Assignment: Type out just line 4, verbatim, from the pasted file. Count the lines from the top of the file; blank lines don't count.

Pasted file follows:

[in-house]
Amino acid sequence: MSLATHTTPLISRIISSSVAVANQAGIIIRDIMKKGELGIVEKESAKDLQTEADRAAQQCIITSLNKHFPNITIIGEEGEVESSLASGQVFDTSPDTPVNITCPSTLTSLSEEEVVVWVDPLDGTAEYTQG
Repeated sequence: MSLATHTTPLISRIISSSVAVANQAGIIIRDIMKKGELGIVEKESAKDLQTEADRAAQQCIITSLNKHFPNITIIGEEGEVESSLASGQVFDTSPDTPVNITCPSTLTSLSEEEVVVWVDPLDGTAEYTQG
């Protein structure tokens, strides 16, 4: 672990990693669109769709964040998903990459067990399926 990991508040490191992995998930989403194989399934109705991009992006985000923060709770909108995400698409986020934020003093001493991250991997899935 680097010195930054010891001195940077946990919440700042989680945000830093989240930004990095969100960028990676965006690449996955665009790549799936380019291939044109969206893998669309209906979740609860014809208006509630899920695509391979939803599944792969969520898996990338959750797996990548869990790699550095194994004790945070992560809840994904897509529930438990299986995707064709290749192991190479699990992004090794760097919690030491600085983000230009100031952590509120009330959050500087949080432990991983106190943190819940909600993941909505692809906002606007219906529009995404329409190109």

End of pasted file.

């Protein structure tokens, strides 16, 4: 672990990693669109769709964040998903990459067990399926 990991508040490191992995998930989403194989399934109705991009992006985000923060709770909108995400698409986020934020003093001493991250991997899935 680097010195930054010891001195940077946990919440700042989680945000830093989240930004990095969100960028990676965006690449996955665009790549799936380019291939044109969206893998669309209906979740609860014809208006509630899920695509391979939803599944792969969520898996990338959750797996990548869990790699550095194994004790945070992560809840994904897509529930438990299986995707064709290749192991190479699990992004090794760097919690030491600085983000230009100031952590509120009330959050500087949080432990991983106190943190819940909600993941909505692809906002606007219906529009995404329409190109």